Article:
There are multiple reasons why automatic escaping is not the default mode and also not the recommended one. While automatic escaping of variables means that you will less likely have an XSS problem it also causes a huge amount of extra processing in the template engine which can cause serious performance problems. As Python doesn’t provide a way to mark strings as unsafe Jinja has to hack around that limitation by providing a custom string class (the Markup string) that safely interacts with safe and unsafe strings.

With explicit escaping however the template engine doesn’t have to perform any safety checks on variables. Also a human knows not to escape integers or strings that may never contain characters one has to escape or already HTML markup. For example when iterating over a list over a table of integers and floats for a table of statistics the template designer can omit the escaping because he knows that integers or floats don’t contain any unsafe parameters.

Additionally Jinja2 is a general purpose template engine and not only used for HTML/XML generation. For example you may generate LaTeX, emails, CSS, JavaScript, or configuration files.

Why is the Context immutable?

When writing a contextfunction() or something similar you may have noticed that the context tries to stop you from modifying it. If you have managed to modify the context by using an internal context API you may have noticed that changes in the context don’t seem to be visible in the template. The reason for this is that Jinja uses the context only as primary data source for template variables for performance reasons.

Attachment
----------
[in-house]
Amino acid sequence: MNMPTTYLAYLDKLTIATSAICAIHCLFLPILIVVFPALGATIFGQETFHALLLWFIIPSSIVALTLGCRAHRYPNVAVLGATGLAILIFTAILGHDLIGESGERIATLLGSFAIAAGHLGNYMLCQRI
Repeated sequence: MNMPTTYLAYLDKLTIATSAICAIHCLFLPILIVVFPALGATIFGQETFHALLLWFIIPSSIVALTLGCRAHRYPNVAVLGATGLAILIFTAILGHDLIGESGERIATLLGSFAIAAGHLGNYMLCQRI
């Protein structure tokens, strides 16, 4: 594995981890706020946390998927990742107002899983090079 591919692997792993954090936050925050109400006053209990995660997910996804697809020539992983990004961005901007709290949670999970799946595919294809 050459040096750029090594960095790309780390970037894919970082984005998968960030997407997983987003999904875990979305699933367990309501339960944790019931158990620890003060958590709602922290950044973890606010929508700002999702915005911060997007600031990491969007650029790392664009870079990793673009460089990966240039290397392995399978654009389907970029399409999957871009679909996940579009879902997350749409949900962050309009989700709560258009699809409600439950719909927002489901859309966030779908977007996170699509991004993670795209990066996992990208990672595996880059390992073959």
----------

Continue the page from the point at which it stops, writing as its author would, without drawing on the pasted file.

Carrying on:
If you want to modify the context write a function that returns a variable instead that one can assign to a variable by using set:

{% set comments = get_latest_comments() %}

My tracebacks look weird. What’s happening?

If the debugsupport module is not compiled and you are using a Python installation without ctypes (Python 2.4 without ctypes, Jython or Google’s AppEngine) Jinja2 is unable to provide correct debugging information and the traceback may be incomplete. There is currently no good workaround for Jython or the AppEngine as ctypes is unavailable there and it’s not possible to use the debugsupport extension.

If you are working in the Google Appengine development server you can whitelist the ctypes module to restore the tracebacks. This however won’t work in production environments:

import os
if os.environ.get('SERVER_SOFTWARE', '').startswith('Dev'):
    from google.appengine.tools.dev_appserver import HardenedModulesHook
    HardenedModulesHook._WHITE_LIST_C_MODULES += ['_ctypes', 'gestalt']

Credit for this snippet goes to Thomas Johansson

Why is there no Python 2.3 support?

Python 2.3 is missing a lot of features that are used heavily in Jinja2. This decision was made as with the upcoming Python 2.6 and 3.0 versions it becomes harder to maintain the code for older Python versions. If you really need Python 2.3 support you either have to use Jinja 1 or other templating engines that still support 2.3.

My Macros are overridden by something

In some situations the Jinja scoping appears arbitrary:

layout.tmpl:

{% macro foo() %}LAYOUT{% endmacro %}
{% block body %}{% endblock %}

child.tmpl:

{% extends 'layout.tmpl' %}
{% macro foo() %}CHILD{% endmacro %}
{% block body %}{{ foo() }}{% endblock %}

This will print LAYOUT in Jinja2. This is a side effect of having the parent template evaluated after the child one. This allows child templates passing information to the parent template. To avoid this issue rename the macro or variable in the parent template to have an uncommon prefix.